Sunday, June 22, 2008

A Summer Fling

We have an abundance of wildlife in Tennessee, and too often we overlook the little things.

One of the things I love about where I live is the many butterflies that cruise the gorge. We rarely use insecticides in our garden and there are no farms close by, so other than the aerial pesticide spraying of the timber companies, the absence of chemicals allows things to proceed in the natural order, which can be pretty strange at times.

A few years back I was looking at a Tennessee Conservationist magazine and reading about the Diana butterfly, which was supposed to be rare in our state, only found in four counties high in the Smokies. Looking at the photos I thought that we have those things running around our yard, and grabbed my camera and set out into the yard to prove it.

Turns out there are a lot of butterflies that mimic one of the big swallowtails that is toxic to birds. I found out what a "red spot purple" was, and several swallowtails before I managed to get a shot of a poor old beat up Diana female taking sustenance on the butterfly bush by the driveway. But Diana's are strange as they are beautiful. The male and the female look nothing alike and frankly don't hang around together. What's odder, they don't even come out at the same time of year, for the most part. So how do they, you know, get together? That's what I'd like to know. Butterfly sex has always been a big curiousity of mine...(Not really)

The male Diana is a stunning dark chocolate inside bordered by Tennessee orange. They emerge earlier in the Summer than the girls do, but apparently there is enough overlap for them to get together in a short Summer affair. The boys die off and the girls last until late Fall, depositing their eggs in the violets that are their only food as a caterpillar.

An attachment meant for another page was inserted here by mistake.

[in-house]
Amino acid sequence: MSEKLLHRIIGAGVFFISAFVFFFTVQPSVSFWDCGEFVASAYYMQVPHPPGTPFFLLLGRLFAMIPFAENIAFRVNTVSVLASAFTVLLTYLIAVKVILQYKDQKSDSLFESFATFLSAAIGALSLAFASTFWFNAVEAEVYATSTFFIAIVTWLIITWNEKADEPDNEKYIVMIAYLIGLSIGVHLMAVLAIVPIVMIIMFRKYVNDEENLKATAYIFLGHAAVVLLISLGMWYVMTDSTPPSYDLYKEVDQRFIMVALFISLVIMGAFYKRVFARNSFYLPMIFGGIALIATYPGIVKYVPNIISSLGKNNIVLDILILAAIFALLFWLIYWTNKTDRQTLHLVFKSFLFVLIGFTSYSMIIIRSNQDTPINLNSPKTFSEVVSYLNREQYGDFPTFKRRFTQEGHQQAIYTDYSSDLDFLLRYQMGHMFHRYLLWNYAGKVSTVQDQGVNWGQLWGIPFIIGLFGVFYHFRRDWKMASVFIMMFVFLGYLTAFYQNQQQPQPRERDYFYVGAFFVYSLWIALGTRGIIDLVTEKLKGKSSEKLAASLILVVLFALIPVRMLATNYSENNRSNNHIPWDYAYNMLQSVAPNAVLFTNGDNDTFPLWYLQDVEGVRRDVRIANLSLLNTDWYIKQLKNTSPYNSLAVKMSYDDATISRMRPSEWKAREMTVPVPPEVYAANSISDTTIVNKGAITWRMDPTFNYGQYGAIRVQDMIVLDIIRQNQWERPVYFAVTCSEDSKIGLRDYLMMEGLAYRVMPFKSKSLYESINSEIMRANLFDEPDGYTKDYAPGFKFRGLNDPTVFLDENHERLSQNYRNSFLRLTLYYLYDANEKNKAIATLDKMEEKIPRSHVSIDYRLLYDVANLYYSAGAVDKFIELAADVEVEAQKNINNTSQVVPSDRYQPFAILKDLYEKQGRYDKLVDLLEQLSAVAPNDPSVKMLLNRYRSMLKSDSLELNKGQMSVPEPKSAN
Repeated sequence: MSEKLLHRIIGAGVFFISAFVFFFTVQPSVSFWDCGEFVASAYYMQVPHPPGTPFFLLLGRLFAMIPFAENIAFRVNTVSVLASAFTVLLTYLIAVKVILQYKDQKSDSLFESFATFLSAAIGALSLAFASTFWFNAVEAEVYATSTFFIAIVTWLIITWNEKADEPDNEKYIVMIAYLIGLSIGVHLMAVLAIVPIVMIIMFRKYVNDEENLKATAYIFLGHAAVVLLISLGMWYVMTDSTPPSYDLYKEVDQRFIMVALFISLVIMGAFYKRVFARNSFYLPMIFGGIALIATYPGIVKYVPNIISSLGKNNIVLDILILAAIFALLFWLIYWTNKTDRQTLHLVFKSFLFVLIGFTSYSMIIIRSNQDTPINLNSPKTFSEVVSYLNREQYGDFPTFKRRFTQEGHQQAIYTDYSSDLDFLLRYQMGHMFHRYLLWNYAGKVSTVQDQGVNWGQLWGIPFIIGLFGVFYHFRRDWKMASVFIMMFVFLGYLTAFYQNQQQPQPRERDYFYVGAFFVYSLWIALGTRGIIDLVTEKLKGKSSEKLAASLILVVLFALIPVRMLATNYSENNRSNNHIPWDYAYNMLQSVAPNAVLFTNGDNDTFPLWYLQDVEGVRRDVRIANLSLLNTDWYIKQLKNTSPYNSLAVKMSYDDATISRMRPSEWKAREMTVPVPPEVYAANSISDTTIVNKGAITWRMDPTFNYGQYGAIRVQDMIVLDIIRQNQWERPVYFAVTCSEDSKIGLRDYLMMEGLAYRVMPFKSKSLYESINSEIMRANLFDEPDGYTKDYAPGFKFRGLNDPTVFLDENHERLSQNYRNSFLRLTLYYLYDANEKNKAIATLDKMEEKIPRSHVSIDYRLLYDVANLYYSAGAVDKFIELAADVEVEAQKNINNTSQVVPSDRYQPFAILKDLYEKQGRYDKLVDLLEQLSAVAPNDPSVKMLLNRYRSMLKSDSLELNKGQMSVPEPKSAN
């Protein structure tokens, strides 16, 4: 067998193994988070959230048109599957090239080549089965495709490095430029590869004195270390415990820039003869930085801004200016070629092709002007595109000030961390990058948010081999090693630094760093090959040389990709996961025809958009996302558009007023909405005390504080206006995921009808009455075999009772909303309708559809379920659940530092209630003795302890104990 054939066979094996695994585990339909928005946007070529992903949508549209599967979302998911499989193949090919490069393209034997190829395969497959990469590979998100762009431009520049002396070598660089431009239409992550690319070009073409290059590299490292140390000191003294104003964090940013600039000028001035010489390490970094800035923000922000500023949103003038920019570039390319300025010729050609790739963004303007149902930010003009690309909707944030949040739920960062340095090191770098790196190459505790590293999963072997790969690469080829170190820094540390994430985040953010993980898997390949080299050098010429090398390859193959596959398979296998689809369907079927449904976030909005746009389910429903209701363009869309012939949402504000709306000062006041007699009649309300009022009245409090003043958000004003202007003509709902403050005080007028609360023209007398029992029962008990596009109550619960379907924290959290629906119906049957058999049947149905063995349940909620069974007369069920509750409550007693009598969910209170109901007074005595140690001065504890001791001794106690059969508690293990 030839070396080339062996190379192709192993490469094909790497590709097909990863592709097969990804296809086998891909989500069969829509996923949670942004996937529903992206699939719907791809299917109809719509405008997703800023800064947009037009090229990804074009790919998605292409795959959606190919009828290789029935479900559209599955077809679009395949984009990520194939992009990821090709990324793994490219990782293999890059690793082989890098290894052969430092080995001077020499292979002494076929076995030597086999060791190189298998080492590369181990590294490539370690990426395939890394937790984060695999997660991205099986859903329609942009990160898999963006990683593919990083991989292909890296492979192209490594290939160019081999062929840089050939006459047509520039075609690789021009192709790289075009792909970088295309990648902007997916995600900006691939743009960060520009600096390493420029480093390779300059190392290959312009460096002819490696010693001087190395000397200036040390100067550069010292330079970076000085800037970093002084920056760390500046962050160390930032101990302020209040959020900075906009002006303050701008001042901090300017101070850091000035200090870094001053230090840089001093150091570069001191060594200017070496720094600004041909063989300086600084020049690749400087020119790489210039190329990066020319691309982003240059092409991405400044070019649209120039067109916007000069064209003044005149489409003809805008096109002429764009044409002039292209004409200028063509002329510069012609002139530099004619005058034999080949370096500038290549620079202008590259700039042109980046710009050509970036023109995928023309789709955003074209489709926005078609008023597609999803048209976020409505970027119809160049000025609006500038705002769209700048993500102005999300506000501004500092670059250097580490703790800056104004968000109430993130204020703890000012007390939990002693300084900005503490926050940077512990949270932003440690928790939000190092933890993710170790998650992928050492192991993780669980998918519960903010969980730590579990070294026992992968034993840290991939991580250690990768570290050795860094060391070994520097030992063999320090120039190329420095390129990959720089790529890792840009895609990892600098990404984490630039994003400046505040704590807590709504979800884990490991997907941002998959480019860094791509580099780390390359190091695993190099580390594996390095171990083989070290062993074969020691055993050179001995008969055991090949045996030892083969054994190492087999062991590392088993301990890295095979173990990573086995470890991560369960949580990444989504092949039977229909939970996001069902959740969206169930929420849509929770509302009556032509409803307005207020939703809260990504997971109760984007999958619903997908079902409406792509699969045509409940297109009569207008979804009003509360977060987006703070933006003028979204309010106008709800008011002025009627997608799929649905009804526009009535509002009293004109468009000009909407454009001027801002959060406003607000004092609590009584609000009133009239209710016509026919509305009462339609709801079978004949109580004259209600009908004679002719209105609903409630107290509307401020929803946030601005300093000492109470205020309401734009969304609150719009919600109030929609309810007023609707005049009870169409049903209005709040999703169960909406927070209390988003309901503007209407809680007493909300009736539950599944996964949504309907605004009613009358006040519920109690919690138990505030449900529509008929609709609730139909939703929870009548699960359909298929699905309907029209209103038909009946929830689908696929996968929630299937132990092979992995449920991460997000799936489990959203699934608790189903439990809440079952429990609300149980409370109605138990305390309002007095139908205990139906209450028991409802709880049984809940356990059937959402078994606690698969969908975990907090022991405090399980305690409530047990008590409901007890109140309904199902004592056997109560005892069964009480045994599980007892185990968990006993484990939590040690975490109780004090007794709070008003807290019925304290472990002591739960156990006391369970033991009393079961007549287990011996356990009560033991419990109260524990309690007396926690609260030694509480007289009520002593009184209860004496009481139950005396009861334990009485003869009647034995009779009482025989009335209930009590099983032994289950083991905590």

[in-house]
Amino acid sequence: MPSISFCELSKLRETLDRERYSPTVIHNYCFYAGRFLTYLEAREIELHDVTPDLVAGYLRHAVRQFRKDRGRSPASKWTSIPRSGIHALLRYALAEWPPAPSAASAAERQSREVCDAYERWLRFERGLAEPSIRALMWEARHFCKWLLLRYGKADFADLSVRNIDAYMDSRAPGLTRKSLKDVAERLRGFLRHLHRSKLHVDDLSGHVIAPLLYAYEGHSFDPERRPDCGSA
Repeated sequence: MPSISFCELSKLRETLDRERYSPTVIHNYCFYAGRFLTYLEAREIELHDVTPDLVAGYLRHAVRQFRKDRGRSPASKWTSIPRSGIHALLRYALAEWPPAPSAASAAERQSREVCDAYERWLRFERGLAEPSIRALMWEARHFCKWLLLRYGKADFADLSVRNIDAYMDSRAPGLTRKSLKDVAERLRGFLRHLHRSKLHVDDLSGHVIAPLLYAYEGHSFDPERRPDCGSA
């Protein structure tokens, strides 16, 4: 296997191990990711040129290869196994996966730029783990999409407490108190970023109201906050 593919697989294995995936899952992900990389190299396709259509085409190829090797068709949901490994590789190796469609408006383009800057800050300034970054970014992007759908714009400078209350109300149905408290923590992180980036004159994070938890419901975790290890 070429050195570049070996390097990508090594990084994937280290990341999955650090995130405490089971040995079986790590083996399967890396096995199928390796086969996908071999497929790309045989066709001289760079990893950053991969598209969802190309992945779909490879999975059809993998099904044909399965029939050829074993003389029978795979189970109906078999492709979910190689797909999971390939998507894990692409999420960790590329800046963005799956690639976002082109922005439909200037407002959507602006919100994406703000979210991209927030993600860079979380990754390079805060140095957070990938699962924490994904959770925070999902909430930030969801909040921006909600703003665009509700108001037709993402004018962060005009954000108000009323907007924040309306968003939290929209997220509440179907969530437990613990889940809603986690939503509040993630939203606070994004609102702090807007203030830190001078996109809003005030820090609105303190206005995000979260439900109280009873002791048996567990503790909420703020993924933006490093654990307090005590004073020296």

These shots were taken yesterday in Roosevelt State Forest just a few hundred yards from highway 70. Sorry they are not perfect. The boys are fairly hyper and don't like to hold still. The Natural History photographer even got in trouble for chilling a male down in a cooler and posing him on a flower.

We hiked through Roosevelt Mountain State Forest yesterday and saw Diana males several times. I'd already seen one or two in the yard but the road we were on seemed to have bunches of them. We were hiking to the boundary line of the state forest to put up signs quoting the law making it illegal to ride atv's on private land without permission and asking folks to please not do it, as they were destroying the peace, beauty, quiet, and the roads and forest playing with their toys. We noticed several "No Motorized Vehicles" signs the state rangers had put up by the atv trails ripping up the banks and hillsides, and figured our signs would have about the same effectiveness until we have somebody arrested. It will probably come to that, but I hope not.

After posting signs for our neighbor on his land, we were rewarded with views of the stunning forest in Roosevelt as we hiked back to the truck. Roane County could have as nice a hiking trail system as there is anywhere in the Smokies if folks would just quit destroying it.

Last night, lying in bed, we were awakened by the roar of ATV's on our land. 12:35 a.m. the clock said. I supposed it was a group of folks just "enjoying the wilderness". I thought about the fact that they would have had to come by several of our signs asking them not to break the law, and please respect our property. We don't post "No Tresspassing" signs, just "No motorized vehicles." Is this too much to ask?

Earlier that evening I had hiked up to our border and spoken with several riders who said they had seen the signs but came through anyway. I took their picture and said we would maka a case against them the next time they rode in. They all said they don't blame us one bit. One guy with a cooler strapped on the back of his mud covered ATV said, "I can't believe how people have torn this place up."



Peace,

Steve

Here's a Diana female from Whites Creek gorge taken two Falls ago. The pictures are nice but you have to see them in real life to really appreciate their beauty.

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